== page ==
Republicans on Wednesday blocked Senate committees from conducting hearings after 2 p.m., invoking a rarely-used rule to express their anger at the health care overhaul legislation.
It was the second day Republicans stopped committee work as the health care overhaul’s reconciliation bill works its way through the Senate.
Senate rules require unanimous agreement to conduct committee hearings after 2 p.m., a request that is almost always granted without objection. But the intensely partisan health debate has changed that as multiple hearings have had to be cancelled in the past two days.
A Senate Armed Services Committee hearing with three military commanders who had flown into Washington from Korea and Hawaii had to be cancelled.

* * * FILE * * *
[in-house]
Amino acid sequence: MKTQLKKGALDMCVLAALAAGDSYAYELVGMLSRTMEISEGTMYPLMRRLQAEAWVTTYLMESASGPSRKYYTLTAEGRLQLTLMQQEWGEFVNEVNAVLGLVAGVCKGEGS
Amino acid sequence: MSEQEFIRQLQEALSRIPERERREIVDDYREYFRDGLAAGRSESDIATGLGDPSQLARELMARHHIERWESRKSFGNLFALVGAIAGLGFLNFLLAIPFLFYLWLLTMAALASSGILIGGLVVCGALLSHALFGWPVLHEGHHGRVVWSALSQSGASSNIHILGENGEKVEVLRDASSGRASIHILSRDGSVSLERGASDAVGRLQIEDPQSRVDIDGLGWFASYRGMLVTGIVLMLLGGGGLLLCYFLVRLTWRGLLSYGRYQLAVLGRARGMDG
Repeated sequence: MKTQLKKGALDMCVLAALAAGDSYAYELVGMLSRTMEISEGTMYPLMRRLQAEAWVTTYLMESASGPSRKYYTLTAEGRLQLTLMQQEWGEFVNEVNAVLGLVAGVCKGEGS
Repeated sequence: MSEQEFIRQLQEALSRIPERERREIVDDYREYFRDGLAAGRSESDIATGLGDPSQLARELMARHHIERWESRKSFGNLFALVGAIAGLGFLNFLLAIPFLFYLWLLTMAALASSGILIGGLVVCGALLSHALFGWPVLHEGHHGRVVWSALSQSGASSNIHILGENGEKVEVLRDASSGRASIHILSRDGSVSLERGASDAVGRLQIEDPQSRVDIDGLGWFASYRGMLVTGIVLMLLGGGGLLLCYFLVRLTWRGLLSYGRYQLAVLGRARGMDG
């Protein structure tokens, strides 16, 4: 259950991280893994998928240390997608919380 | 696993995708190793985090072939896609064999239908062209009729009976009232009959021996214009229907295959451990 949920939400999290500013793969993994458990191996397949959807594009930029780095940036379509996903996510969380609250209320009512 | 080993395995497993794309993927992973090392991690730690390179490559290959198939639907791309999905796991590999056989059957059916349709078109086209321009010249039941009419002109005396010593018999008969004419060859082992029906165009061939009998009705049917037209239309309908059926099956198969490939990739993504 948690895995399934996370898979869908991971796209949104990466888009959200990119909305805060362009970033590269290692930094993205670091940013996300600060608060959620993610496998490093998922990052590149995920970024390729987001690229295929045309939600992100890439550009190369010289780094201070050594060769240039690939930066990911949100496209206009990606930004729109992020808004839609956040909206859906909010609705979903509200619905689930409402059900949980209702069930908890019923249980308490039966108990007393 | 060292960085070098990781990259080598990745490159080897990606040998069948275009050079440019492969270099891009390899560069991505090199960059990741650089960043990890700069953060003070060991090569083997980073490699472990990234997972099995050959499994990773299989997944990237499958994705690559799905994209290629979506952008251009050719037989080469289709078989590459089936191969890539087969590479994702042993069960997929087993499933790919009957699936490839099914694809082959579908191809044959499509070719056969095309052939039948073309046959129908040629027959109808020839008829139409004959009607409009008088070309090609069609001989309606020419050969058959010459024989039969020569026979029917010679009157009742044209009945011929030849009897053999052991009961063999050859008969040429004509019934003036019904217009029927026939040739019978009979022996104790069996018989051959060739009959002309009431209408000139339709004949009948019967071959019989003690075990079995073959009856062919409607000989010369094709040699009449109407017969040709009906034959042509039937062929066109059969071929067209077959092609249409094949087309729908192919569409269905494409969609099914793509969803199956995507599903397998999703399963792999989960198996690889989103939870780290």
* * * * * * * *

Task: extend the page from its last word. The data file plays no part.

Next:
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“They’ve been scheduled for a long time. They’ve come a long, long distance,” said Sen. Carl Levin, Michigan Democrat and chairman of the committee.
Mr. Levin said Sen. John McCain of Arizona, ranking member of the committee, supported the request to let the hearing proceed. Sen. Richard Burr, North Carolina Republican, objected to the request on the Senate floor, but said he did it for an unnamed colleague.
The move has been used before, by both sides, to display their displeasure with policy.
Democrats said it was yet another example of Republican obstructionism.
“So let me get this straight: in retaliation for our efforts to have an up-or-down vote to improve health care reform, Republicans are blocking an Armed Services committee hearing to discuss critical national security issues among other committee meetings?,” said Jim Manley, spokesman for Senate Majority Leader Harry Reid of Nevada.